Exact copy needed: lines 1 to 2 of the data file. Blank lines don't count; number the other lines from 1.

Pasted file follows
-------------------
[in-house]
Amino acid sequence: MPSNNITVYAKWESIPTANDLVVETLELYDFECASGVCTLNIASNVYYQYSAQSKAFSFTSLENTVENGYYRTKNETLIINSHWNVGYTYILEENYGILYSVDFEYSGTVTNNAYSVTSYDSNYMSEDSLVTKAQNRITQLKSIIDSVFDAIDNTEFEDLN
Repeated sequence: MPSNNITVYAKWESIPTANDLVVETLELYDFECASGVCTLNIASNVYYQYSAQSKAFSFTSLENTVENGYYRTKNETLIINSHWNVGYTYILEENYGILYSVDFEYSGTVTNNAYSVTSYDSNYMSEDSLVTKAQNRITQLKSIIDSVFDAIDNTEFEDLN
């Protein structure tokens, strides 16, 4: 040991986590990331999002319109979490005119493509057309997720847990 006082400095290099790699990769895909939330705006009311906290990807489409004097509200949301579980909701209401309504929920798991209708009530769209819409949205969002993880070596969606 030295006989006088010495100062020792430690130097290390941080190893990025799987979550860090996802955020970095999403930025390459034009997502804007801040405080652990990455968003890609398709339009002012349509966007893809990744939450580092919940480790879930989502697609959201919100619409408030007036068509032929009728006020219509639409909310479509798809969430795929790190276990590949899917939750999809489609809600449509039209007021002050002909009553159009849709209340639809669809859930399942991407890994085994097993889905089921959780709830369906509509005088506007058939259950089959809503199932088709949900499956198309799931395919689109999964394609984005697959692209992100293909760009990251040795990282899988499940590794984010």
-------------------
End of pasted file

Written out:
[in-house]
Amino acid sequence: MPSNNITVYAKWESIPTANDLVVETLELYDFECASGVCTLNIASNVYYQYSAQSKAFSFTSLENTVENGYYRTKNETLIINSHWNVGYTYILEENYGILYSVDFEYSGTVTNNAYSVTSYDSNYMSEDSLVTKAQNRITQLKSIIDSVFDAIDNTEFEDLN